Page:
As an African American, I really want to support Nate Parker's new slave revolt drama, The Birth of a Nation.
As a woman, though, I look side-eyed at a director who appears to be somewhat tone deaf to the concerns of those asking questions about his having been charged with rape in 1999 while an undergrad at Penn State.
Parker was acquitted in 2001. His college roommate, Jean McGianni Celestin, was found guilty of sexual assault, but the conviction was later overturned after the accuser declined to testify during a retrial. Parker and Celestin allegedly harassed the accuser on campus. Her brother told Variety that the alleged incident had changed her; she committed suicide in 2012 following several previous failed attempts.
All of this ugliness resurfaced after The Birth of a Nation debuted at the Sundance Film Festival in January.
Parker not only directed the biopic, but he co-wrote it and stars in it as well. The film made cinematic history after it attracted rave reviews, and Fox Searchlight Pictures purchased it for a whopping $17.5 million. The movie, which has been attracting Oscar buzz, is set to open Oct. 7.
Meanwhile, there have been boycott threats from rape survivors and others. Roxanne Gay, author of "Bad Feminist," wrote in the New York Times last month that she had no intention of ever seeing the movie.
"It has been 17 years since whatever took place at Penn State," she pointed out in an op-ed. "Do we take him at his word that he is a changed man, that he should be forgiven? Do we dare dismiss Mr. Parker and Mr. Celestin's actions as youthful indiscretions?"
In a Facebook post last month, Parker attempted to address the negativity saying, "I have changed so much since 19. I've grown and matured in so many ways and still have more learning and growth to do. I have tried to conduct myself in a way that honors my entire community - and will continue to do this to the best of my ability."
Actress Gabrielle Union, a rape survivor herself, has a small role in The Birth of a Nation and has come out in support of Parker.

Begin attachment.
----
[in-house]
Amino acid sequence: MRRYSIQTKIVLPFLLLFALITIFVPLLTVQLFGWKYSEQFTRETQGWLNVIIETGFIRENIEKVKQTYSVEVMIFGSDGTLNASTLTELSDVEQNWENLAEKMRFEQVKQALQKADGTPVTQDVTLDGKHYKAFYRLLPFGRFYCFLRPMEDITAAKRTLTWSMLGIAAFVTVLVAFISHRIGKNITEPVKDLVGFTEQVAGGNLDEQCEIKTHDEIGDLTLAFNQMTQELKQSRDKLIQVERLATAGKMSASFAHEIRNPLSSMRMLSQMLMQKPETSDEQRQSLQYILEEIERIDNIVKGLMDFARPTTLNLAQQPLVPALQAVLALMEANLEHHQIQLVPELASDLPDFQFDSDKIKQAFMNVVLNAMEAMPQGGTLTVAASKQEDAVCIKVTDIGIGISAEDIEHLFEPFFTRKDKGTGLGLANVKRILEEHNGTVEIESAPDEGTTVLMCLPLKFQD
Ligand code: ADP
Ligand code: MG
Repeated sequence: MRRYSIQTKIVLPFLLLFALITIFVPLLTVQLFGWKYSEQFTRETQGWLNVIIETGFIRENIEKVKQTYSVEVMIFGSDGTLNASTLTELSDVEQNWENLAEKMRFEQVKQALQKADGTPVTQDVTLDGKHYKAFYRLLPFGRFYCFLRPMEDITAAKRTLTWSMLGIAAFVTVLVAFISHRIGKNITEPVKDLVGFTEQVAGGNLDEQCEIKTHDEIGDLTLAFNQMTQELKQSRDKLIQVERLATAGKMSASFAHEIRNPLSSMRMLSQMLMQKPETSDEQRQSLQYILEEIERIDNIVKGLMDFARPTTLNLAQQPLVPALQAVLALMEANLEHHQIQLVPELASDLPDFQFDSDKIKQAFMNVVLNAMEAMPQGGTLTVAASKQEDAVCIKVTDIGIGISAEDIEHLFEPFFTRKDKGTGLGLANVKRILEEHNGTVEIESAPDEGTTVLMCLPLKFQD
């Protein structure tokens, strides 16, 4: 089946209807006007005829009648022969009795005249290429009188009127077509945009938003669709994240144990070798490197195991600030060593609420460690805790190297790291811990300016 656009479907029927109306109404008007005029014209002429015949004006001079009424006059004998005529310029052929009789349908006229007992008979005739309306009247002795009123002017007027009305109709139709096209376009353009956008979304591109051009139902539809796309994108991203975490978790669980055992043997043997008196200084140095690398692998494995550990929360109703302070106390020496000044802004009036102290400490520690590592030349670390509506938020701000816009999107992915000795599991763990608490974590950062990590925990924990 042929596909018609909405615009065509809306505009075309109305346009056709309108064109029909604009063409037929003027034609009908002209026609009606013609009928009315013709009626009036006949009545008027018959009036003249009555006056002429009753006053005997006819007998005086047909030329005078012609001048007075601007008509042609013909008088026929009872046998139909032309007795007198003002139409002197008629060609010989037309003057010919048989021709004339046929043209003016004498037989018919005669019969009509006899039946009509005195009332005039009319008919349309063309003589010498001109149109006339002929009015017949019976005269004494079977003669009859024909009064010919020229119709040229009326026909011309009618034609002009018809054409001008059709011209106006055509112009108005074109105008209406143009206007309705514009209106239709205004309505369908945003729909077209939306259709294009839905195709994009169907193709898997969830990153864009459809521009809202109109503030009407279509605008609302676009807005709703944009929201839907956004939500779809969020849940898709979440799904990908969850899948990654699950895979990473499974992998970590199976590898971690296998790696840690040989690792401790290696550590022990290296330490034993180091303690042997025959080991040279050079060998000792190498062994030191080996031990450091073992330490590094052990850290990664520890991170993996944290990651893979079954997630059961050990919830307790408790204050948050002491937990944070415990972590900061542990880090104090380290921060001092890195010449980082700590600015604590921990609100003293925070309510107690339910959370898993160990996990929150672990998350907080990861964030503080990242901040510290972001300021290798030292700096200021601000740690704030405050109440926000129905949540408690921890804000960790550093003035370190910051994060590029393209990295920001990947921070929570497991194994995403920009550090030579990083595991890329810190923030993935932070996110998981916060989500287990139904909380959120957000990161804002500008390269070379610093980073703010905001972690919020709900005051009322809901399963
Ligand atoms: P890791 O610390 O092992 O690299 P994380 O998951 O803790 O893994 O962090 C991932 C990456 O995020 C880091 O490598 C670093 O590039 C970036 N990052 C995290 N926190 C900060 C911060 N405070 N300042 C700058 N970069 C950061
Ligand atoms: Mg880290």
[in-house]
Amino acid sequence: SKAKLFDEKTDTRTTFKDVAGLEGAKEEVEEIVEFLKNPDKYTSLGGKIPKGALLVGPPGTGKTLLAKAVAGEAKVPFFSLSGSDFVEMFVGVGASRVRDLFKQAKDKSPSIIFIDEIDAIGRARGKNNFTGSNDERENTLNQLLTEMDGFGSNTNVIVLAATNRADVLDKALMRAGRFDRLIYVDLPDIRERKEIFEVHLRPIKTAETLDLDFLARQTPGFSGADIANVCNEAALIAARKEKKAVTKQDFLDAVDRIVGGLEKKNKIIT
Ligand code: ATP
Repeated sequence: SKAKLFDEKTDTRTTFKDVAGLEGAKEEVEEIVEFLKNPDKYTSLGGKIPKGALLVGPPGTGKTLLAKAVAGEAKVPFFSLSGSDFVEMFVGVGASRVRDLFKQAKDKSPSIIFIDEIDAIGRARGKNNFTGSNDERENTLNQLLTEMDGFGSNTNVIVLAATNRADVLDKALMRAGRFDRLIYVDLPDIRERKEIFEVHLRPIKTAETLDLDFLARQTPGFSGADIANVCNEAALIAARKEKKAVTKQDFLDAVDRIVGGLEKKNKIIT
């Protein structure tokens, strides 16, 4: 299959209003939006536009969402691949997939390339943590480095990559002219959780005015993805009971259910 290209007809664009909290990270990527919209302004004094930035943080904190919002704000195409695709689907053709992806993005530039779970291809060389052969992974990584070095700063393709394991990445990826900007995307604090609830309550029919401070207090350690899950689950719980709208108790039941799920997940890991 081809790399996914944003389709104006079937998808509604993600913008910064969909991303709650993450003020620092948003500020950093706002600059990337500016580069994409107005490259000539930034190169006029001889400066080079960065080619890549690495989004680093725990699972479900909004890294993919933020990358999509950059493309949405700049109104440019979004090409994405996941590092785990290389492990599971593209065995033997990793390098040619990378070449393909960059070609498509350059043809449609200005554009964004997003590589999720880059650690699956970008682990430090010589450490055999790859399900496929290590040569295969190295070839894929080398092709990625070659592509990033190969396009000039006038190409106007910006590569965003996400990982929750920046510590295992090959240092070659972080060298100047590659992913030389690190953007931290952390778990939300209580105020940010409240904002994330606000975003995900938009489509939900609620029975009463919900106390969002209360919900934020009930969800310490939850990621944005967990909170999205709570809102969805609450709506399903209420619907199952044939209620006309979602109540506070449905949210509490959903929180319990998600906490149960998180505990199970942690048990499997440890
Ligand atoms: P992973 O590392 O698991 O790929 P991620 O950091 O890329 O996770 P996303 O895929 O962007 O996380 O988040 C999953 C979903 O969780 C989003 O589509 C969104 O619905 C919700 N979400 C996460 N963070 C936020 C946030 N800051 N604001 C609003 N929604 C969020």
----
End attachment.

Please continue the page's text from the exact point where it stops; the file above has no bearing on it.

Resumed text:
"On that night, 17-odd years ago, did Nate have his date's consent?" she wrote in an op-ed. "It's very possible he thought he did. Yet by his own admission, he did not have verbal affirmation; and even if she never said 'no,' silence certainly does not equal 'yes.' Although it's often difficult to read and understand body language, the fact that some individuals interpret the absence of a 'no' as a 'yes' is problematic at least, criminal at worst. That's why education on this issue is so vital."
As for me, I hate to see a talented filmmaker get torn down over something from his past.
One way to move on is by talking about what happened - or didn't. I sat down with Parker earlier this week at the Ritz-Carlton to hear what he had to say about the controversy. The interview didn't go so well. More than once, when I directed questions toward him, he deflected and pointed out that the film is larger than he is.
"I'm just one person. I'm a person on a call sheet," said Parker, 36, who is originally from Virginia.
There were moments when things got testy.
Nobody wants to be called on anything they did when they were 19, I offered at one point, hoping to steer the conversation toward the allegations he once faced.
"Were you speaking for me?" he shot back before once again slipping into pitchman mode.
At one point, I asked Parker if he thought the media were being unfair to him during his moment of cinematic triumph by bringing up the past.
"My job is to be a filmmaker," he said. "Your job is to report the news. I'm just doing my job, and you're just doing yours."
Finally, I asked if there was anything that he wanted to share about the charges he once faced, and this is what he told me:
"I'll say to you what I've said to you before, and that is I've addressed it. And I'll address it in future forums very explicitly, you know ... But right now, it's a different forum, and I want to be fair to the people who put all of the time and work into it. It's not the Nate Parker [film].
"I really want to give honor to my elder Nat Turner and address these other things as the proper forums and contexts present themselves."
Until then, I guess the folks who still have questions and concerns will just have to wait.